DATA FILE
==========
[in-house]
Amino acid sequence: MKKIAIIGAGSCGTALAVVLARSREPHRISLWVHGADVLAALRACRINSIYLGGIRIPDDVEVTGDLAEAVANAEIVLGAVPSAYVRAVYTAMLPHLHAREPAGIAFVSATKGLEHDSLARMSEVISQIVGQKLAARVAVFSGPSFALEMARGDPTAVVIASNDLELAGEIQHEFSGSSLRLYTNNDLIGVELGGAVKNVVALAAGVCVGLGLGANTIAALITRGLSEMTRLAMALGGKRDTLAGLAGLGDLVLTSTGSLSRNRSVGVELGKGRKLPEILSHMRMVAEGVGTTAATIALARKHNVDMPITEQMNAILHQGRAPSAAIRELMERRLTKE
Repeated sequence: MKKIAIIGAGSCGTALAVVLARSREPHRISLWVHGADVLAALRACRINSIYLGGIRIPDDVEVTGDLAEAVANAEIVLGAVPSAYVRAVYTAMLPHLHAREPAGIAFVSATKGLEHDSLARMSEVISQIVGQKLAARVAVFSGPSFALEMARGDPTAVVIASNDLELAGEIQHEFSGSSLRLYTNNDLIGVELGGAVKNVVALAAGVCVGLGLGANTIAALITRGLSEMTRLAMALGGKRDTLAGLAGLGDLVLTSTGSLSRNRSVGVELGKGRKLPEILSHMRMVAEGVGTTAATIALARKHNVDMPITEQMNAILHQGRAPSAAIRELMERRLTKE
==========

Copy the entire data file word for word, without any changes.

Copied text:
[in-house]
Amino acid sequence: MKKIAIIGAGSCGTALAVVLARSREPHRISLWVHGADVLAALRACRINSIYLGGIRIPDDVEVTGDLAEAVANAEIVLGAVPSAYVRAVYTAMLPHLHAREPAGIAFVSATKGLEHDSLARMSEVISQIVGQKLAARVAVFSGPSFALEMARGDPTAVVIASNDLELAGEIQHEFSGSSLRLYTNNDLIGVELGGAVKNVVALAAGVCVGLGLGANTIAALITRGLSEMTRLAMALGGKRDTLAGLAGLGDLVLTSTGSLSRNRSVGVELGKGRKLPEILSHMRMVAEGVGTTAATIALARKHNVDMPITEQMNAILHQGRAPSAAIRELMERRLTKE
Repeated sequence: MKKIAIIGAGSCGTALAVVLARSREPHRISLWVHGADVLAALRACRINSIYLGGIRIPDDVEVTGDLAEAVANAEIVLGAVPSAYVRAVYTAMLPHLHAREPAGIAFVSATKGLEHDSLARMSEVISQIVGQKLAARVAVFSGPSFALEMARGDPTAVVIASNDLELAGEIQHEFSGSSLRLYTNNDLIGVELGGAVKNVVALAAGVCVGLGLGANTIAALITRGLSEMTRLAMALGGKRDTLAGLAGLGDLVLTSTGSLSRNRSVGVELGKGRKLPEILSHMRMVAEGVGTTAATIALARKHNVDMPITEQMNAILHQGRAPSAAIRELMERRLTKE